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Opinion Forcing service on the ultra-Orthodox will not help, the change will come from the labor market Israel today


The failed attempts to recruit ultra-Orthodox prove that it is worth letting go of the demand for justice • The labor market, which is not centralized and where it is difficult for generals to issue orders, is a more convenient corridor for ultra-Orthodox integration into society

It is a well-known and unfortunate fact that the ultra-Orthodox do not actually serve in the IDF, and are even opposed in principle to service. Within the range of political options, a conscription law for the ultra-Orthodox is enacted from time to time, the purpose of which is to maintain the illusion of military service and to maintain an exemption from service on the grounds of "his teachings and his art"; an exemption that links Torah study and exemption Both from the army, and from significant work.

This arrangement offends the natural sense of justice of those who send their children to the military due to conscription, and find it difficult to accept the fact that a large public seems to be evading the burden of being a citizen, but nevertheless asks for money to finance their lifestyle, while they usually also refuse to learn professions that are needed in the modern world.

And that's without even talking about the famous fear of what is known as "religion" - part of it is fear of religious coercion, and part of it is fear that the fearer will become more religious of his own free will.

The secular public finds it difficult to accept the ultra-Orthodox claim that Torah studies in themselves constitute a significant contribution to civil and spiritual life in the State of Israel, certainly not one that would justify avoiding other considered contributions, primarily military service.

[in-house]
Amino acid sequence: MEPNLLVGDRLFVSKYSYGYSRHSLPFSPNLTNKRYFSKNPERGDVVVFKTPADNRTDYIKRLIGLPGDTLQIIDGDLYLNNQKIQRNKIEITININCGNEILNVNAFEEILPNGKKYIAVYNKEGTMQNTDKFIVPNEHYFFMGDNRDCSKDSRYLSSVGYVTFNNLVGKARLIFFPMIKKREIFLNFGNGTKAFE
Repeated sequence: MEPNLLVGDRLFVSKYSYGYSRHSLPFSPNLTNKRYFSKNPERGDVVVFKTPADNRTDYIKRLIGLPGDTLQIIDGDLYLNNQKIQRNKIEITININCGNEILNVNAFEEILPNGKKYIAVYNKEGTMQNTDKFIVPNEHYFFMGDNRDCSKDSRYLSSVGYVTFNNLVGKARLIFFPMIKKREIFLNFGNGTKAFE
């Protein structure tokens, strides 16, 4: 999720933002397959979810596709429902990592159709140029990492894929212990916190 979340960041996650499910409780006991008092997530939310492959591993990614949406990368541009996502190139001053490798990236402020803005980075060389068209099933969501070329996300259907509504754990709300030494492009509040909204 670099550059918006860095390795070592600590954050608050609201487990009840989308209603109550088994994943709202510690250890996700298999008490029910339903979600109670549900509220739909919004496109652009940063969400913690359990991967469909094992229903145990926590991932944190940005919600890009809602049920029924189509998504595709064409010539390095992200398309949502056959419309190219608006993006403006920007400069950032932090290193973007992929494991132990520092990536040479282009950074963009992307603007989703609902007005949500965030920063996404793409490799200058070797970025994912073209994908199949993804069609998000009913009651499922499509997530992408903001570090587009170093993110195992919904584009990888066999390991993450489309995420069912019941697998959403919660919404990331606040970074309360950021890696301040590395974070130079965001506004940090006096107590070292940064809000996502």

The Israeli public understands why Arabs do not serve in the IDF. It also manages to suppress the fact that even among the secular public around 20 percent of men do not serve in the IDF.

But the principled refusal of the ultra-orthodox is difficult for him, and even more difficult are the political maneuvers that succeeded in quieting coalitions, but did not solve the problem itself.

Two heroic and creative attempts to increase the number of ultra-Orthodox in the IDF are particularly memorable: one, in the years 2013-2018, the ACA revised the definition of "Orthodox": again in the question, new immigrants, girls, and also 400 recruits who had nothing to do with the ultra-Orthodox world - All in order to meet the recruitment goals set out of a sense of justice, dreams in spades and a belief that just setting a goal is in itself 90 percent success.

This exercise did not end with the mass attendance of Ponivage students in pilot training, but with an inspection committee.

The High Court invalidated the Equality Law and shook the political system, but on the other hand did not admit any Haredi to Golani

The second attempt to weave reality out of beautiful ideas was made by the High Court of Justice, which invalidated the conscription law in 2017 on the grounds that it was unconstitutional and violated the principle of equality - even though the law was called the "Burden Equality Law". The High Court did not let the explosive name mislead it and did not discriminate between governments: Even when Benny Gantz, the Minister of Defense in the Bennett government, asked the High Court to extend the validity of the law - he was met with a refusal that was all right. Haredi to Golani.

The pursuit of justice regarding the recruitment of the ultra-Orthodox did not bring the desired result.